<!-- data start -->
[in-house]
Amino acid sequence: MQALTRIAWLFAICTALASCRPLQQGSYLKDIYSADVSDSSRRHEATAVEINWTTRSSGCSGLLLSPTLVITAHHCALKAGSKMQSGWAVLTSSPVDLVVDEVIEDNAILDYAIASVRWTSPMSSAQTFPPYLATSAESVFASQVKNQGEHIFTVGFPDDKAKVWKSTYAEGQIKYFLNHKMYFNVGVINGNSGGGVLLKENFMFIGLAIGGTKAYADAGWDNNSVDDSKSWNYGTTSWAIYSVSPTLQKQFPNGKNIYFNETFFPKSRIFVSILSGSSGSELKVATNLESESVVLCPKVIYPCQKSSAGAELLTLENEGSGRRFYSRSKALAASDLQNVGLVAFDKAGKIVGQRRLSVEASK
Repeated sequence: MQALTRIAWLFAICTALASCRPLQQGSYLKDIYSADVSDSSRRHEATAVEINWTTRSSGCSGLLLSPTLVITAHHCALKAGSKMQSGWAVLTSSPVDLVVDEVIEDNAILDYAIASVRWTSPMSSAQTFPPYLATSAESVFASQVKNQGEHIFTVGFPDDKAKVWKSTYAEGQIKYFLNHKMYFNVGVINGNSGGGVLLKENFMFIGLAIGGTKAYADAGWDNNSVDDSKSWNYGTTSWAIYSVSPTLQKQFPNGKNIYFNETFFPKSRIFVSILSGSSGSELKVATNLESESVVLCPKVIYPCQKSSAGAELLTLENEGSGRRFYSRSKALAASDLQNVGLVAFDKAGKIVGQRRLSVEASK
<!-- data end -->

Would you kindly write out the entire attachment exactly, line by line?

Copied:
[in-house]
Amino acid sequence: MQALTRIAWLFAICTALASCRPLQQGSYLKDIYSADVSDSSRRHEATAVEINWTTRSSGCSGLLLSPTLVITAHHCALKAGSKMQSGWAVLTSSPVDLVVDEVIEDNAILDYAIASVRWTSPMSSAQTFPPYLATSAESVFASQVKNQGEHIFTVGFPDDKAKVWKSTYAEGQIKYFLNHKMYFNVGVINGNSGGGVLLKENFMFIGLAIGGTKAYADAGWDNNSVDDSKSWNYGTTSWAIYSVSPTLQKQFPNGKNIYFNETFFPKSRIFVSILSGSSGSELKVATNLESESVVLCPKVIYPCQKSSAGAELLTLENEGSGRRFYSRSKALAASDLQNVGLVAFDKAGKIVGQRRLSVEASK
Repeated sequence: MQALTRIAWLFAICTALASCRPLQQGSYLKDIYSADVSDSSRRHEATAVEINWTTRSSGCSGLLLSPTLVITAHHCALKAGSKMQSGWAVLTSSPVDLVVDEVIEDNAILDYAIASVRWTSPMSSAQTFPPYLATSAESVFASQVKNQGEHIFTVGFPDDKAKVWKSTYAEGQIKYFLNHKMYFNVGVINGNSGGGVLLKENFMFIGLAIGGTKAYADAGWDNNSVDDSKSWNYGTTSWAIYSVSPTLQKQFPNGKNIYFNETFFPKSRIFVSILSGSSGSELKVATNLESESVVLCPKVIYPCQKSSAGAELLTLENEGSGRRFYSRSKALAASDLQNVGLVAFDKAGKIVGQRRLSVEASK